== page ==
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Neuro-Linguistic Programming
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by Jeff Napier, copyright 2011-2013

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NLP and Physical Pain

What about physical pain? Can NLP help with that? Yes!

Here's a two-part system for dealing with physical pain that works most of the time. This is written as if you want to use it on yourself, but it works great when you use it on others, too. And, like all of NLP, you don't have to do it exactly right. Just get it approximately right, and do it with the right spirit. It will still work fine.

Part 1: It helps to understand that pain is not bad. It is a message system. It's your body's way of telling your conscious mind, "hey, we've got to take care of something," that your conscious mind might otherwise disregard. 

Using the parts of yourself that know how to do it, let your body tell you all about the pain. Really listen to the message. You may be surprised by what your body wants you to know. In some cases, such as a sprained ankle, the message may be simple, "You've got to keep your weight off that ankle so it can heal." 

A message like that can't be argued with. And, you wouldn't want that pain to go away, because you probably would walk on it, which would indeed interfere with the healing.

The message may be, "seek medical help." OK, that's the way to take care of this pain. If you get that message, skip the rest of this chapter for now and get that medical help, you can come back to this later.

Once you have listened to your pain message, you can work out a solution that your body can accept. For instance, "How about if the pain can be gone as long as I don't walk on it?"

Be ready for really interesting messages. And, you may have to be inventive to come up with an acceptable deal. 

Part 2: Did you know you can change pain? If the pain is sharp, like a knife, try making it duller. Or if it is dull, sharpen it a bit. So, if you can change that, what else can you change? Go ahead and experiment. How about the size of the painful area? The depth? Does it have a frequency? A sweetness? If you've never tried adjusting the submodalities of pain, you might be quite surprised how easy it is, once you get the knack of it.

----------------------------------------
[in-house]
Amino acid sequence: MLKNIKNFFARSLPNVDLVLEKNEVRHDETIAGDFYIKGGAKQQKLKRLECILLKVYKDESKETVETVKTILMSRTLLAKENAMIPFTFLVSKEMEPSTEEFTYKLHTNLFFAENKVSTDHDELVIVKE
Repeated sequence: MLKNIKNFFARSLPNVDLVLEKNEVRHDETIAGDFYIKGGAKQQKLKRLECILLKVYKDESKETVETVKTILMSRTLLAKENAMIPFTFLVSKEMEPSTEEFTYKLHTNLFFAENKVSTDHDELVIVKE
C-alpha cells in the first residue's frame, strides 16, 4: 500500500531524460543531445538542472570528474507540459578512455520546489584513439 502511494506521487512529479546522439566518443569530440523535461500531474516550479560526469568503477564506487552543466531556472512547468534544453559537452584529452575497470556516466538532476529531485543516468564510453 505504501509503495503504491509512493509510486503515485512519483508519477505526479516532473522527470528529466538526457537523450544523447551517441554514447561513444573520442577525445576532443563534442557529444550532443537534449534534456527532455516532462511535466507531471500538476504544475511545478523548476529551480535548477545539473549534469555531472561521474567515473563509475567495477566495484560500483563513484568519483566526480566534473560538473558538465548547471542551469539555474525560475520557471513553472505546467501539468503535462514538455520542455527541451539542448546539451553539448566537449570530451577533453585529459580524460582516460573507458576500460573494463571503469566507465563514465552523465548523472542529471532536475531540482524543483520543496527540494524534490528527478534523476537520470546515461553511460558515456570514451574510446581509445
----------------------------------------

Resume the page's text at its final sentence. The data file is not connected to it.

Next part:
If you are working with someone else, and they aren't able to change the submodalities of their pain, you might take a break for a minute, and let them learn that they can learn new things of this sort. Try this: Have them learn to inhale deeply, by asking them to exhale forcefully and fully. To their delight, the deep inhalation then comes automatically. Then go back to adjusting the pain. 

Oh, and an aside: Referring to it as "their pain," gives them ownership of it. I don't think they really want to own 'their' pain. 

Now, the most interesting submodality of pain is location. Can you move one inch higher? To the left? So, if you can move it an inch, how about further? How about putting it in another part of your body? How about somewhere outside your body? Isn't that a nice solution? When it's outside your body, you can still have the safety of the awareness that it exists, but it doesn't have to bother you any more. 

 

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